The Patient-Centered Outcomes Research Institute has awarded approximately $14 million to Penn State College of Medicine to study the efficacy of an interdisciplinary exercise regime for seniors who have experienced fall-related fractures.
The program, consisting of strength training, balance exercises and walking, will be run by trained volunteers, which Christopher Sciamanna, MD, professor of medicine and public health, Penn State College of Medicine and colleagues, believe will combat reluctance among older adults who may avoid exercise due to safety concerns.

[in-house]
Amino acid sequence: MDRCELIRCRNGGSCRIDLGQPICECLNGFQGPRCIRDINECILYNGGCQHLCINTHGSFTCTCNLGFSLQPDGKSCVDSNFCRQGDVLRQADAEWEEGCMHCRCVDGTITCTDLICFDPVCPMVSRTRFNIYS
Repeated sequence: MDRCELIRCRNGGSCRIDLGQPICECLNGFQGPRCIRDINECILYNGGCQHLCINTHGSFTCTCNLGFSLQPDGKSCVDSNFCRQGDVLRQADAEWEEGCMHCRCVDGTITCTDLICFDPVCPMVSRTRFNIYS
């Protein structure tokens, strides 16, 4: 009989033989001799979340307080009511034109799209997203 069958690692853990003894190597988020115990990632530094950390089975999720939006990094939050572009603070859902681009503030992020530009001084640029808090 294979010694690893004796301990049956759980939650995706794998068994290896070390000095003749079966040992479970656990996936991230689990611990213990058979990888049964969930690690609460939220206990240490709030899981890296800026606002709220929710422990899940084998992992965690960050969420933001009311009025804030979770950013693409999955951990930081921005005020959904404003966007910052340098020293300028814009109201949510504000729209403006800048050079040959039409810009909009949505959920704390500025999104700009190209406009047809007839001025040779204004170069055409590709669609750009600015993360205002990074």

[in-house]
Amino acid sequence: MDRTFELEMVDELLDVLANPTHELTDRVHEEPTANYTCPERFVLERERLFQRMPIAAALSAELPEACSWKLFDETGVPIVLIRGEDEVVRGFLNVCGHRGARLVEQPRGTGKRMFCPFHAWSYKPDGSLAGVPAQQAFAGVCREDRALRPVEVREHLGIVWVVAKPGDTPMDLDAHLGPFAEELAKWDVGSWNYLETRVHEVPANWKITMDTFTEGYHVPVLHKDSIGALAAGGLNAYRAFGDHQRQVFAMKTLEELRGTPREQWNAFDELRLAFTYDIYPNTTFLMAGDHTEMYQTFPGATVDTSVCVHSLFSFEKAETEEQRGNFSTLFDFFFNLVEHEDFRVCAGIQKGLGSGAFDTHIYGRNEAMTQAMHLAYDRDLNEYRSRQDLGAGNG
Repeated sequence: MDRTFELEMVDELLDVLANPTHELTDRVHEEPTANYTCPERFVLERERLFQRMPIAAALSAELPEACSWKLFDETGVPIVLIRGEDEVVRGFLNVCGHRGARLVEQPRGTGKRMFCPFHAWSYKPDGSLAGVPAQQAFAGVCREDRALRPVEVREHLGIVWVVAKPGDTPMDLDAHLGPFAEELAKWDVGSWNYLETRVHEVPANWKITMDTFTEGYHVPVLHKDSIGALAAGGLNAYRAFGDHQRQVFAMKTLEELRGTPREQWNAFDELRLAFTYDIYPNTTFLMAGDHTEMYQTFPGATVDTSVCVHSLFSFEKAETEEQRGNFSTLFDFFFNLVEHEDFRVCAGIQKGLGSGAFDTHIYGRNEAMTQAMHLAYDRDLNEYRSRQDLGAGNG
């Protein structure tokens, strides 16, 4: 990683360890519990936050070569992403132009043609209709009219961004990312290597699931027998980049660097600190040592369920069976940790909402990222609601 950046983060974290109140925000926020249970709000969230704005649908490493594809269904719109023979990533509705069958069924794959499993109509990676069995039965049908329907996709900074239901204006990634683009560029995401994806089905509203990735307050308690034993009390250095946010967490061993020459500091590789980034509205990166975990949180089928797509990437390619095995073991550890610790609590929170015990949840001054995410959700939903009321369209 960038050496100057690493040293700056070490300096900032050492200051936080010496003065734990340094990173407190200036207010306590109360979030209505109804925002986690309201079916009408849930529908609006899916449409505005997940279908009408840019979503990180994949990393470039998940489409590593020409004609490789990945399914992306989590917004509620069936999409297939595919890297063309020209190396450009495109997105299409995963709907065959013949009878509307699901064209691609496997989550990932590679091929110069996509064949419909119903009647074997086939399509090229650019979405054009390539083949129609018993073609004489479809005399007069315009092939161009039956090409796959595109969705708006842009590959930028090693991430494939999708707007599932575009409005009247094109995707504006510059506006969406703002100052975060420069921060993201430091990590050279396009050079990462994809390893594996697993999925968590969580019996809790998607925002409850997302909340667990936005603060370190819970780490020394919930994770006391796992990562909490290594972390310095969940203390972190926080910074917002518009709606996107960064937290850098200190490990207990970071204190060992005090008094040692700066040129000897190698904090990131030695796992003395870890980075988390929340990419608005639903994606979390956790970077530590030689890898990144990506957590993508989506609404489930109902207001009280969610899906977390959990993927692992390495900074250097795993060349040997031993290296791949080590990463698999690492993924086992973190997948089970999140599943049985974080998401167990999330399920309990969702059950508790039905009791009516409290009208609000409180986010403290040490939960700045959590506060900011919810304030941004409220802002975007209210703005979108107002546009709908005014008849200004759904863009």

The study will enroll 2,000 adults, aged 65 years and older, and will evaluate the prevalence of fall-related injuries, as well as muscle and bone strength, loneliness, depression and emergency medical care usage.
While a two-thirds decrease in fracture risk has been associated with coach-assisted exercise in smaller studies, the researchers hope that data from this larger study will allow Medicare and other insurance providers to see the benefit of covering coaching services for older adults.
“Less than 5 percent of older adults get as much exercise as is recommended to stay fit and strong and to avoid fractures. After a fracture occurs, people get even less exercise because they are concerned about falling. This creates a vicious cycle in which each fall causes people to further limit their activities, which further increases the risk for falling,” Sciamanna said in a press release.